I endorse @remizidae’s comment above, and would like to add the following:
Twitter is a private company and not a state actor. The First Amendment does not apply to decisions about whom it allows to use its platform.Too many smart people are conflating the rights and responsibilities of state actors with those of private companies.
Twitter is a private company and not a state actor. The First Amendment does not apply to decisions about whom it allows to use its platform.
Too many smart people are conflating the rights and responsibilities of state actors with those of private companies.
This is legally relevant but morally irrelevant. The distinction between public and private moderation is not due to some fundamental, ontological difference between government and private oppression, but rather because in the conditions under which the 1st Amendment was originally written, the state was the only actor who could effectively suppress speech across the whole spectrum of society. But this is not the case today! Today, large online platforms are able to suppress speech that they disapprove of at an international scale. Even if “only 22% of Americans have a Twitter account”, that still gives them a degree of influence comparable to that of the state, and this concern only gets greater if we realise that adding in a few other common social networks brings coverage to close to 100% and all of these platforms have similar moderation attitudes, which results in a homogeneity of “acceptable discourse” which freedom of speech is supposed to avoid. If we actually value freedom of speech as an actual moral principle and not merely as a legal technicality, then we should absolutely be concerned about censorial powers wielded by private companies.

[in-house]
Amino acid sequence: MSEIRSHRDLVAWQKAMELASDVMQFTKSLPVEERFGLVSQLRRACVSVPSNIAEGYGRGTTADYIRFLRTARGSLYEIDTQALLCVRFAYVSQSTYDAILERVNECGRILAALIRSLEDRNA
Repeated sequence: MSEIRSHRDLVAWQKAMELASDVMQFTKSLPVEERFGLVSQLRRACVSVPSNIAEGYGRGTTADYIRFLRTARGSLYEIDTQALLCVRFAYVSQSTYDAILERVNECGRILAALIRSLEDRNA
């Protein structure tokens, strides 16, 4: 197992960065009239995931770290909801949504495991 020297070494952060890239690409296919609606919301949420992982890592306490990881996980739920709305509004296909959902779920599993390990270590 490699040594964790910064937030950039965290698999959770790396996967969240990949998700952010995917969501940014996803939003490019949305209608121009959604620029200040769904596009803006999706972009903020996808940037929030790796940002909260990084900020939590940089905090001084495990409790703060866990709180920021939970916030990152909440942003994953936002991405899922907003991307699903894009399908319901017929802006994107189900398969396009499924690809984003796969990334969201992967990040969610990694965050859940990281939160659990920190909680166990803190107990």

This strikes me as a weak slippery slope argument. There is no “homogeneity of acceptable discourse” on Twitter. Even after Trump’s ban, far-right wing politicians such as Hawley and Boebart still use the platform. He wasn’t removed for ideological reasons. He was banned because he was actively inciting a violent insurrection and aspired to continue to incite such an insurrection.